It is necessary to perform channel separation before grayscale processing. Due to the individualization of fundus vascular images, the image noise of G-channel after channel separation is less and the vessels are clearer, which is more conducive to image segmentation. In Fig 4(a)–4(d) show the original image and the separated single-channel grayscale images of red, green and blue, respectively. It has been experimentally demonstrated  that the blood vessels are clearest in the grayscale images after the fusion of the red, green and blue channels according to the ratio of 29.9%, 58.7% and 11.4%. The results are shown in Fig 4(e). Fig 4(f) shows the image after grayscale processing of the graph, and there is a sharper contrast between the image area and the background. To further enhance the contrast, the contrast-constrained adaptive histogram equalization (CLAHE) method is used in the preprocessing to enhance the contrast between the effective regions and the background of the whole data set, as shown in Fig 4(g). Finally, gamma correction is used to further improve the image qual-ity, and the gamma value is set to 1.2, and the processing results are shown in Fig 4(h).
4.3 Evaluation indicators
To quantitatively evaluate the results of the proposed MFI-Net network in the fundus vascular segmentation task, we used several commonly used evaluation metrics to assess the overall performance of our method, including Sensitivity, Specificity, Accuracy, and F1. In the defined Eqs (11) to (16), TP denotes the number of pixels that label the vascular pixels correctly, TN denotes the number of pixels that label the background correctly, FP is the number of pixels that fail to label the vascular pixels correctly, and FN is the number of pixels that fail to label the background pixels correctly.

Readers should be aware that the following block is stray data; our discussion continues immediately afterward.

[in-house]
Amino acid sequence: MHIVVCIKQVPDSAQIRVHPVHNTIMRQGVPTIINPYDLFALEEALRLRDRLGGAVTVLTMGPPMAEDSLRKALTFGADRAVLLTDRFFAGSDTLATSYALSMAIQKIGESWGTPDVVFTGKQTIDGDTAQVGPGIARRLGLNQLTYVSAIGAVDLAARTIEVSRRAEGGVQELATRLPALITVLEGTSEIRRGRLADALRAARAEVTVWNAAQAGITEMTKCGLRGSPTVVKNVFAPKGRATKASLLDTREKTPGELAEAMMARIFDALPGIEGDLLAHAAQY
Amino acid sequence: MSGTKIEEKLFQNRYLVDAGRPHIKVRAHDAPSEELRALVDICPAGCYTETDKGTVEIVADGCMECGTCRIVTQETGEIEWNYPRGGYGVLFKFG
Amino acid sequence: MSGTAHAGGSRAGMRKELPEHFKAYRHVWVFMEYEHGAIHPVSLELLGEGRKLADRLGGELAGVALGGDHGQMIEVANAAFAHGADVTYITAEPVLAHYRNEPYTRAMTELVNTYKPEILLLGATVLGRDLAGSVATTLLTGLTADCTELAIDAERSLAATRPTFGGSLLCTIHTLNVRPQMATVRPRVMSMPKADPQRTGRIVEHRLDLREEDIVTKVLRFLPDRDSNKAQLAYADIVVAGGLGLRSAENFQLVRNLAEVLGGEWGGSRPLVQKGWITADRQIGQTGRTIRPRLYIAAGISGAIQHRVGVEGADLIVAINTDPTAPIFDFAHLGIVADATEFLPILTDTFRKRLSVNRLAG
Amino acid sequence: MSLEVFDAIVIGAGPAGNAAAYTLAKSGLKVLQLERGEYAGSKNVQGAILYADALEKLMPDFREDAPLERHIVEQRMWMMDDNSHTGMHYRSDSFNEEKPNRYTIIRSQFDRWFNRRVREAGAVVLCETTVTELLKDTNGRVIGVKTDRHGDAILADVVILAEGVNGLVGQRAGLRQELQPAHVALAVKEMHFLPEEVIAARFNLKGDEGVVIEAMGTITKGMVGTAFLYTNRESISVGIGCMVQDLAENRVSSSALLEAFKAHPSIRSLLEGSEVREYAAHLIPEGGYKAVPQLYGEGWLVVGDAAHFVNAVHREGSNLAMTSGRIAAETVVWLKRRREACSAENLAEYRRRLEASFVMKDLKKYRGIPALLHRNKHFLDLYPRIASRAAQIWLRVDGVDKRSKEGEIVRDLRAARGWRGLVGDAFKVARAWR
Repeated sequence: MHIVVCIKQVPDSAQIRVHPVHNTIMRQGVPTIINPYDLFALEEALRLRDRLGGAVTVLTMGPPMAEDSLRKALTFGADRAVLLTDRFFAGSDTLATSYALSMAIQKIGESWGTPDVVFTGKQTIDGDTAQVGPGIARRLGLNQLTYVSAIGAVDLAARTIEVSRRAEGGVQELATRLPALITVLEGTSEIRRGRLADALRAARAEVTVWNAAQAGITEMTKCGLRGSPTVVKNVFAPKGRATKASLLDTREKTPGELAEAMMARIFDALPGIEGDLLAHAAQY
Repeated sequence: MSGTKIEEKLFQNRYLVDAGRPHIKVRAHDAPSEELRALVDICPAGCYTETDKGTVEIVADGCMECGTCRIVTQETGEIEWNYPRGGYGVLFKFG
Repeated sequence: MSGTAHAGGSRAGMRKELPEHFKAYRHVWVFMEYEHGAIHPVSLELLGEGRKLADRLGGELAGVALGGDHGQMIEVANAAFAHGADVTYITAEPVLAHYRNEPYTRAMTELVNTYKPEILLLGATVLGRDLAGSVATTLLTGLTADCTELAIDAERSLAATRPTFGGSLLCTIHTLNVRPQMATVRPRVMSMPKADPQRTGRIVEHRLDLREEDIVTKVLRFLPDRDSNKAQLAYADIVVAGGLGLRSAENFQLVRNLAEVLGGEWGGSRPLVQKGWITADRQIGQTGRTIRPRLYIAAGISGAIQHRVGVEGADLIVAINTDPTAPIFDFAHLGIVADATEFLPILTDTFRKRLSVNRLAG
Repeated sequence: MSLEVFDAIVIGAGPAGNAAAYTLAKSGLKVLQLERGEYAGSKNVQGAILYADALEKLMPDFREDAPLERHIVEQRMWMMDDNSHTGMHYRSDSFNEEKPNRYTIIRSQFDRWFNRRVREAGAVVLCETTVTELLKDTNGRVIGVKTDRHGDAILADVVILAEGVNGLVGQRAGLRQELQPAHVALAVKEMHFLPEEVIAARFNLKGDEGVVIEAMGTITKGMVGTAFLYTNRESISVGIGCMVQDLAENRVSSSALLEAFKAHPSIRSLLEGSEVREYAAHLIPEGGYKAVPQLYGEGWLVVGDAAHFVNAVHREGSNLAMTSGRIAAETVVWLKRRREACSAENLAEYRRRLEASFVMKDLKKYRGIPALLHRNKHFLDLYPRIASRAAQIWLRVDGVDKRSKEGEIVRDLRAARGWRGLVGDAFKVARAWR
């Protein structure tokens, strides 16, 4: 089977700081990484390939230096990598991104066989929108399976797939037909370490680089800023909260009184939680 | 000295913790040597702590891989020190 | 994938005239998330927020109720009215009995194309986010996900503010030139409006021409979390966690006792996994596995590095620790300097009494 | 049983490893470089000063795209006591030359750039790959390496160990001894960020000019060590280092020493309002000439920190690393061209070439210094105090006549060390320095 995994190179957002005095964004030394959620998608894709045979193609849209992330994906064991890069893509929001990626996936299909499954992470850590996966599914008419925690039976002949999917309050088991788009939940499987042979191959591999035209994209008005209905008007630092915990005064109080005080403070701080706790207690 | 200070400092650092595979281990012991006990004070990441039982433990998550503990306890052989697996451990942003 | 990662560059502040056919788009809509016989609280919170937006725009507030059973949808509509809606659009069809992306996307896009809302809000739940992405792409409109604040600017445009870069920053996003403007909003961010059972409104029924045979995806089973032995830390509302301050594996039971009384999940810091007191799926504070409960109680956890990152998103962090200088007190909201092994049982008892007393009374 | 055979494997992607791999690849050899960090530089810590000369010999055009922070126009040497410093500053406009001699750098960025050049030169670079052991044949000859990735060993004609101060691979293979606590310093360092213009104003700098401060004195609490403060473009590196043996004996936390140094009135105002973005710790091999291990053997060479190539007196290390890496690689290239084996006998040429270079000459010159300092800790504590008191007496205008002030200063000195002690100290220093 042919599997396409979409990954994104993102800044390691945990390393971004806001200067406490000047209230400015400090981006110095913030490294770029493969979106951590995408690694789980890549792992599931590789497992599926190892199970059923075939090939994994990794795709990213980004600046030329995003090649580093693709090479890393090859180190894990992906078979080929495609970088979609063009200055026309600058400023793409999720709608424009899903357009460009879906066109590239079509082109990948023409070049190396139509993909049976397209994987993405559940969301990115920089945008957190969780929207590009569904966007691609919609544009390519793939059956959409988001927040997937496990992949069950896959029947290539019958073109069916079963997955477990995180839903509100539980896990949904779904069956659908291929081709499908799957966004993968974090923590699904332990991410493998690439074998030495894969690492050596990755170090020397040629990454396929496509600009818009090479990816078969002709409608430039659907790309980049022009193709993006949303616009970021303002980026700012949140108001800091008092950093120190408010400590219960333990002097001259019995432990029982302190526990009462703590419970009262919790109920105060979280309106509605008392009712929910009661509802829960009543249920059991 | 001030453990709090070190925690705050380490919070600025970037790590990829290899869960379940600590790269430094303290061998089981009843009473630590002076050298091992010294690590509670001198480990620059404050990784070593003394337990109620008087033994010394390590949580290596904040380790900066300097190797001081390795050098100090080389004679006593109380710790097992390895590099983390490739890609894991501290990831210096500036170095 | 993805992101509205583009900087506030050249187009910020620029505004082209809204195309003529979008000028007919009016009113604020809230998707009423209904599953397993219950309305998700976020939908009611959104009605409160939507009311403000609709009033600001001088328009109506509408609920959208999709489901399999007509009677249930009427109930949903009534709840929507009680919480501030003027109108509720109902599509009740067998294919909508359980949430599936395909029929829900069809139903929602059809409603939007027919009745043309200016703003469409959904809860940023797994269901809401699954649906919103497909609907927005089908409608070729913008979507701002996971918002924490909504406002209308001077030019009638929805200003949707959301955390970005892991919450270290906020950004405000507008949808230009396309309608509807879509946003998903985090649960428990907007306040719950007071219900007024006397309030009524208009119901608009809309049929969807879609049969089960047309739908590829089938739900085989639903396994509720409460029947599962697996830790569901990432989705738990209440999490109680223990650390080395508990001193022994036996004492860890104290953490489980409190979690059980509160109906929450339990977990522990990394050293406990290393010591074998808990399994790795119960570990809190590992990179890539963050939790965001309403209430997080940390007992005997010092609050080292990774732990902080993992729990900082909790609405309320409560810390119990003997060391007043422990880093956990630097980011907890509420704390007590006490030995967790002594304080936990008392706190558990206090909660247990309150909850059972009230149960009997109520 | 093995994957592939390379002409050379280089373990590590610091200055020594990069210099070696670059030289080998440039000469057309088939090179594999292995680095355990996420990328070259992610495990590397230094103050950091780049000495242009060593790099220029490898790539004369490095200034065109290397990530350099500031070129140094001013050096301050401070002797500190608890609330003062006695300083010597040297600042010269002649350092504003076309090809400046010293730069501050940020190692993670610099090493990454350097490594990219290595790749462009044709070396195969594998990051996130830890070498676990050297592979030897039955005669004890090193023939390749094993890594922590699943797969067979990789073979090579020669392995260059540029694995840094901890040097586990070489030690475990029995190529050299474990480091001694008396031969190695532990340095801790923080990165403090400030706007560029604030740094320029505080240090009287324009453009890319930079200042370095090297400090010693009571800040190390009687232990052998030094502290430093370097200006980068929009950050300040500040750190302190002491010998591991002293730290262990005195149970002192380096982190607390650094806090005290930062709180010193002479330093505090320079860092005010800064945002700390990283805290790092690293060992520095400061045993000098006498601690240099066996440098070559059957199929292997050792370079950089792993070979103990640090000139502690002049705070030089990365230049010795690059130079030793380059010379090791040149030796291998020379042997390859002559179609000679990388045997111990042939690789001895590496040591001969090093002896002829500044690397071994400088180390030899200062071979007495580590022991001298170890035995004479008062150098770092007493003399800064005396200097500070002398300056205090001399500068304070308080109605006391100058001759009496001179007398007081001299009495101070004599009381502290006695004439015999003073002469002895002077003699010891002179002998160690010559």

Sensitivity is defined by Eq (11), which indicates the percentage of pixels of correctly segmented vessels in the segmentation result map in the image. The sensitivity ultimately reflects the proportion of missed unsegmented blood vessel pixels in the segmentation result, and the closer the sensitivity is to 1.0, the less the missed unsegmented blood vessel fraction is and the better the segmentation effect is. (11)
The definition of Specificity is shown in formula (12), which represents the proportion of mis-segmented blood vessel pixels in the image of the segmentation result image. Specificity ultimately reflects the size of the proportion of mis-segmented pixels. High specificity (close to 1.0) indicates that the fewer pixels that are incorrectly segmented in the segmentation result, the better the segmentation effect. (12)